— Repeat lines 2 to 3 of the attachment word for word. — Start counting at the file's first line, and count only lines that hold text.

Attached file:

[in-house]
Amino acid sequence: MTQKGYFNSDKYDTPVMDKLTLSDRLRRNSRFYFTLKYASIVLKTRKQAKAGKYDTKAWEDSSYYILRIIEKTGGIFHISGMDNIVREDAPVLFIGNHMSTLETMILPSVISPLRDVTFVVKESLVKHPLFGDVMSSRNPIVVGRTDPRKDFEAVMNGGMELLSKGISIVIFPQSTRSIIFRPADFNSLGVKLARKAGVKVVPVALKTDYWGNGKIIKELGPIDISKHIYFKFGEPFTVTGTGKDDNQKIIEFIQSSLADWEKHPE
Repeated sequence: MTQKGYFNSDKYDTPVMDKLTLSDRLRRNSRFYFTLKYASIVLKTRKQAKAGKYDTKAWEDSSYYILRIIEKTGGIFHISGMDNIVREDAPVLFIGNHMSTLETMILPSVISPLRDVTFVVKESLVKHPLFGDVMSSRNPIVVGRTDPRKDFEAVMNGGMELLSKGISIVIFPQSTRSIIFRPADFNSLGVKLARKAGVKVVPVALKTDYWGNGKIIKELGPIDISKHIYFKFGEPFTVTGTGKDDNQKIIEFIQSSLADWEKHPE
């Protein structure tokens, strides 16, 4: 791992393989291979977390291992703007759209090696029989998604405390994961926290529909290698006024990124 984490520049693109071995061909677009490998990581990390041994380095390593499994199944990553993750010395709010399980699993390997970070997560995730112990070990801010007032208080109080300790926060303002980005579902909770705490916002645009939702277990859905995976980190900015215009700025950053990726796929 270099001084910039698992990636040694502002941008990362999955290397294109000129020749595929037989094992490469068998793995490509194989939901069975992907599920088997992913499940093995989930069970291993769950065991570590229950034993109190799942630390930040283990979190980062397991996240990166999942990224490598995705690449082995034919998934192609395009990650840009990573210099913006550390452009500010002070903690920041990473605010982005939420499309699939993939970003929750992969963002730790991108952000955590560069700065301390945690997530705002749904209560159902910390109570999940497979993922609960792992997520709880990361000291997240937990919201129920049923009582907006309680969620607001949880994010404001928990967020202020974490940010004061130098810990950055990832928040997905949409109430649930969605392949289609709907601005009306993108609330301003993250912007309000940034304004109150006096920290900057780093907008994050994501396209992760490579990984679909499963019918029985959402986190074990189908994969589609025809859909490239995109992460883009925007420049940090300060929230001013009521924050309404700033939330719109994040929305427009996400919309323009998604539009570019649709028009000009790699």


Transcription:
Amino acid sequence: MTQKGYFNSDKYDTPVMDKLTLSDRLRRNSRFYFTLKYASIVLKTRKQAKAGKYDTKAWEDSSYYILRIIEKTGGIFHISGMDNIVREDAPVLFIGNHMSTLETMILPSVISPLRDVTFVVKESLVKHPLFGDVMSSRNPIVVGRTDPRKDFEAVMNGGMELLSKGISIVIFPQSTRSIIFRPADFNSLGVKLARKAGVKVVPVALKTDYWGNGKIIKELGPIDISKHIYFKFGEPFTVTGTGKDDNQKIIEFIQSSLADWEKHPE
Repeated sequence: MTQKGYFNSDKYDTPVMDKLTLSDRLRRNSRFYFTLKYASIVLKTRKQAKAGKYDTKAWEDSSYYILRIIEKTGGIFHISGMDNIVREDAPVLFIGNHMSTLETMILPSVISPLRDVTFVVKESLVKHPLFGDVMSSRNPIVVGRTDPRKDFEAVMNGGMELLSKGISIVIFPQSTRSIIFRPADFNSLGVKLARKAGVKVVPVALKTDYWGNGKIIKELGPIDISKHIYFKFGEPFTVTGTGKDDNQKIIEFIQSSLADWEKHPE